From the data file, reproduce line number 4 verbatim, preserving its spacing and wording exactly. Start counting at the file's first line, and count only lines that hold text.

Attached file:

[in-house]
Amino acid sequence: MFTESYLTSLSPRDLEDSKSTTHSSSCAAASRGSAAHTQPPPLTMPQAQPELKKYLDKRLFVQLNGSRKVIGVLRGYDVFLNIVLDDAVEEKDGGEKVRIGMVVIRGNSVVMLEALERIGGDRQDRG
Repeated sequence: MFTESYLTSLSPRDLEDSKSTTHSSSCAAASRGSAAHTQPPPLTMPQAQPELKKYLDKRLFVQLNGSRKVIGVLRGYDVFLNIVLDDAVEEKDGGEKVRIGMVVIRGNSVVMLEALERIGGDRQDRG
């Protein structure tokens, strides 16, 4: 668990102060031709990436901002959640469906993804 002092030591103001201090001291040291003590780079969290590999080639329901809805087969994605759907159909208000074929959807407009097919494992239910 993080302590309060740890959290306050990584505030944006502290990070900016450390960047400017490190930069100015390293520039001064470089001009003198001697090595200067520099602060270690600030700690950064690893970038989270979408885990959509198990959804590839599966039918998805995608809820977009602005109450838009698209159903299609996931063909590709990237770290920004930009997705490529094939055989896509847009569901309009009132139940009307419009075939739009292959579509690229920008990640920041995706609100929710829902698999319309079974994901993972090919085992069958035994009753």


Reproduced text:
């Protein structure tokens, strides 16, 4: 668990102060031709990436901002959640469906993804 002092030591103001201090001291040291003590780079969290590999080639329901809805087969994605759907159909208000074929959807407009097919494992239910 993080302590309060740890959290306050990584505030944006502290990070900016450390960047400017490190930069100015390293520039001064470089001009003198001697090595200067520099602060270690600030700690950064690893970038989270979408885990959509198990959804590839599966039918998805995608809820977009602005109450838009698209159903299609996931063909590709990237770290920004930009997705490529094939055989896509847009569901309009009132139940009307419009075939739009292959579509690229920008990640920041995706609100929710829902698999319309079974994901993972090919085992069958035994009753």